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Desiree, the central character to the story, is a foundling discovered by Monsieur Valmont on the gateway to his estate. She is later raised by him and his wife, Madame Valmonde, who sees her as gift from god, as the couple cannot have their own children. Later Desiree falls in love with a wealthy man, Armand Aubigny, and they get married. Soon she gives birth to a baby boy, who at first brings incredible joy to her and her husband, but later becomes a cause of sorrow. As the baby grows his skin darkens and Armand accuses Desiree of not being white. Afterwards she is sent out of the house. Her mother tells her to come live back with her at Valmonde, but desiree does not take the road leading to her parents house, instead she disappears in the bayou together with her son.
Madame Valmonde is stepmother of Desiree. When she visits her stepdaughter and her baby, she notices that her grandson looks different than the last time she saw him. It is apparent that Desiree does not see anything wrong with the baby so she does tell her anything. After couple of months she receives a desperate letter from Desiree, asking her to assure her daughter of her whiteness, as Armand suggest otherwise. Madam Valmonde responds to Desiree with a letter asking her to come back to live with her at Valmonde.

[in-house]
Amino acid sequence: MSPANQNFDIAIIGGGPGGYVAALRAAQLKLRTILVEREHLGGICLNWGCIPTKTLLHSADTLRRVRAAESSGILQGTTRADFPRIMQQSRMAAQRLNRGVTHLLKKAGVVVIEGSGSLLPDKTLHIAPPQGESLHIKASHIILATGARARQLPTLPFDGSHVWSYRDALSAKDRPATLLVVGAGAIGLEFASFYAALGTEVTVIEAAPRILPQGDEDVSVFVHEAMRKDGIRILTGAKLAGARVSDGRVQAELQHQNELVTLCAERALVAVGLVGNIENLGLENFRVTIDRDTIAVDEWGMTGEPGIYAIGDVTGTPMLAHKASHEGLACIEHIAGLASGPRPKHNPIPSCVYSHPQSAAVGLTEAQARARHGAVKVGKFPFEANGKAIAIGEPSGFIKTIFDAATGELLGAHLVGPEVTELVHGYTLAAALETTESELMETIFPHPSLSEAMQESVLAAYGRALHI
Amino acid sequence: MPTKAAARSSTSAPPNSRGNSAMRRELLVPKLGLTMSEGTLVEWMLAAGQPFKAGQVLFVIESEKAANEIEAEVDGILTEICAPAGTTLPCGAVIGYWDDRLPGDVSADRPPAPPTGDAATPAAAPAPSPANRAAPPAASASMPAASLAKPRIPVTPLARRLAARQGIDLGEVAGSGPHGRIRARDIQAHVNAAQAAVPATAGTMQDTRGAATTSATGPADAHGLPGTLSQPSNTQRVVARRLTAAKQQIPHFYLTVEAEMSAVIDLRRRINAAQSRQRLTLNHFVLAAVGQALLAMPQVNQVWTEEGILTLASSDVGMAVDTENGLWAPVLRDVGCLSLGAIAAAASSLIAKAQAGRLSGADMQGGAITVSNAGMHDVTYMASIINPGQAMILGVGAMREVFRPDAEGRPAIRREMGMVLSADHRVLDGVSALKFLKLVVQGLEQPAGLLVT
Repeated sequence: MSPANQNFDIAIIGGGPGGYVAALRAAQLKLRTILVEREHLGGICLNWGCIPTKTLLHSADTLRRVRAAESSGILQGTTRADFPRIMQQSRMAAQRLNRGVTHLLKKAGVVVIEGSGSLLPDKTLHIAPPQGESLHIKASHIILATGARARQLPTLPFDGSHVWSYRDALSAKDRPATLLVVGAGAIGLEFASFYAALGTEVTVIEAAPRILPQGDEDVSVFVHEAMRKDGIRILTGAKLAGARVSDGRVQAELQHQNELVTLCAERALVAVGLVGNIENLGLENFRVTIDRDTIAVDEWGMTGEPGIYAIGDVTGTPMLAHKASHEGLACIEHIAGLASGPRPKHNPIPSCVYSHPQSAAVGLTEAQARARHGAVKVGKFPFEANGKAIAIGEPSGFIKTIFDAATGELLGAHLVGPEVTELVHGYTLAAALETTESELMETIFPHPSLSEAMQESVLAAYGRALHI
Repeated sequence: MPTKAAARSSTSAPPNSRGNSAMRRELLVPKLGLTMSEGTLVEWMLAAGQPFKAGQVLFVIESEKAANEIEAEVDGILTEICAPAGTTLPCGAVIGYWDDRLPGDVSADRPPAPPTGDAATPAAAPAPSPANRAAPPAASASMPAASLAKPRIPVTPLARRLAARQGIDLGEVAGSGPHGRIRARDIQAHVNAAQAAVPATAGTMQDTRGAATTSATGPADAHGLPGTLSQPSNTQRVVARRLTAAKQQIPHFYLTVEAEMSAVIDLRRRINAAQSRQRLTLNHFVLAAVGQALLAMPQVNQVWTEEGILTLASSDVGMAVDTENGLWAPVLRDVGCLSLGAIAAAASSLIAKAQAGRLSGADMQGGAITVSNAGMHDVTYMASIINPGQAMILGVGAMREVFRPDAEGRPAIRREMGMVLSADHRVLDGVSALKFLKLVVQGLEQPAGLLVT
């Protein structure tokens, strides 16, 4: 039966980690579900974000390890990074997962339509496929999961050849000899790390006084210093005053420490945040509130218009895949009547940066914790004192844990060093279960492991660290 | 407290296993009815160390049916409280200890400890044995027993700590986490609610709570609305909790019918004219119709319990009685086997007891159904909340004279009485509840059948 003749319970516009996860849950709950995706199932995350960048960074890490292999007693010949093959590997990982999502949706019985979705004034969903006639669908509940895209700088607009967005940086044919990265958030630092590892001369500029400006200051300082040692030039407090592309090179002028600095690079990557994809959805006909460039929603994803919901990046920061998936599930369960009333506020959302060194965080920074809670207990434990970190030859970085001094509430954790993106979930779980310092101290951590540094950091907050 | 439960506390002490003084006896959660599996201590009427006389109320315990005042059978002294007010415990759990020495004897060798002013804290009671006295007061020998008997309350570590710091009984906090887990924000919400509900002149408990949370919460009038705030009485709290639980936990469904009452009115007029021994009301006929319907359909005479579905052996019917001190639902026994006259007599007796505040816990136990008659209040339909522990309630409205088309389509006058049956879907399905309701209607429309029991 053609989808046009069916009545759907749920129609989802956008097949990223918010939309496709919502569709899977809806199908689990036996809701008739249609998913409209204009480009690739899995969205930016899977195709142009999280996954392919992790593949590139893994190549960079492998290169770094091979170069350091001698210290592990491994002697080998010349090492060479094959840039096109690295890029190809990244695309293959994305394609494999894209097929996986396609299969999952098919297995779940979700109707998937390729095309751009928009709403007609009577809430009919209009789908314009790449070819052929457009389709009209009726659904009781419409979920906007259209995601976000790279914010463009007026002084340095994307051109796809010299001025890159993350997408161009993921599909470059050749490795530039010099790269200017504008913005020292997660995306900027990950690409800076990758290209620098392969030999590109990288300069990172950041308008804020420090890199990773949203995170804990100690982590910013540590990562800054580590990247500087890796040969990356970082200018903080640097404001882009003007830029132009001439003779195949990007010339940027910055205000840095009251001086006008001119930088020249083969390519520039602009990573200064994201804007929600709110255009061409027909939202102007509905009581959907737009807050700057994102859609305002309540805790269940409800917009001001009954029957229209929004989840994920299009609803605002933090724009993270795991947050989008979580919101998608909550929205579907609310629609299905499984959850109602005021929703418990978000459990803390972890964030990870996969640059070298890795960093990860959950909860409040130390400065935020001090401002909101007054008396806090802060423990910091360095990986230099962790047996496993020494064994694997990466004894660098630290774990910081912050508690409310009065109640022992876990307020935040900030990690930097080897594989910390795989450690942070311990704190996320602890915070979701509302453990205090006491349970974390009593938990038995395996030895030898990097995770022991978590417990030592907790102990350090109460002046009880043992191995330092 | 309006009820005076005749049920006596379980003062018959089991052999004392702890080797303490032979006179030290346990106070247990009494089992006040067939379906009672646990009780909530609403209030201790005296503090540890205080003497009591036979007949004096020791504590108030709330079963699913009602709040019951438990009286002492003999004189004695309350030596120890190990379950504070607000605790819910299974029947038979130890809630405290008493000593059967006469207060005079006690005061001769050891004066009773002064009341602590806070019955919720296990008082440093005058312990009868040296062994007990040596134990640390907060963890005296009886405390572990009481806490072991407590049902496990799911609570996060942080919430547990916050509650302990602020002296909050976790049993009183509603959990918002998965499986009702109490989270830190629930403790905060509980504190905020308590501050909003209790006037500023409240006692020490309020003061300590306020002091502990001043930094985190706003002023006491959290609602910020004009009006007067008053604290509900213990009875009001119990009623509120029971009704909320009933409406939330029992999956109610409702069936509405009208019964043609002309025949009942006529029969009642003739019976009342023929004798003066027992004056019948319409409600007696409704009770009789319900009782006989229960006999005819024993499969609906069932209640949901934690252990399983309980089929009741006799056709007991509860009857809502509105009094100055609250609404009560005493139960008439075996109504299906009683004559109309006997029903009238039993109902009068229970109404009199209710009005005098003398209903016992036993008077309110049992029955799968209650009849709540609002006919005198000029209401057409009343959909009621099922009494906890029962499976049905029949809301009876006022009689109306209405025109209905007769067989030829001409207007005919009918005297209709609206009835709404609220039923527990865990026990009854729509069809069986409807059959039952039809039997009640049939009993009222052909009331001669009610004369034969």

Monsieur Valmonde finds little Desiree at the gateway to his estate and brings her home with him to his wife. Together they raise her. When Armand falls in love with Desiree and wants to marry her, Monsieur Valmonde suggests that Desiree’s origins should be examined first, before their relationship proceeds. However, the young man is deeply in love and does not care about Desiree’s ancestors.
After his mother dies, eight-year-old Armand and his father leave Paris and move to L’Abri. At the age of eighteen he falls in love with Desiree. They soon get married and she gives birth to a baby boy. At first the newborn brings Armand a lot of joy and softens his hard manners, however, later he notices that as the baby grows he also appears darker. Armand feels enraged and accuses Desiree of not bring white. Afterwards he sends her away. Weeks later, he decides to burn Desiree’s belongings and finds a bundle of letters. Most of the letters are 'little scribblings’ from Desiree, but he also finds one letter from his mother to his father, where he learns that his mother 'belongs to the race that is cursed with the brand of slavery’.
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Désirée takes her son from the nurse and walks not to Valmondé but to the deserted bayou, where she disappears. She has presumably killed herself. Désirée could not handle the shame that will be inflicted upon her for having an interracial baby....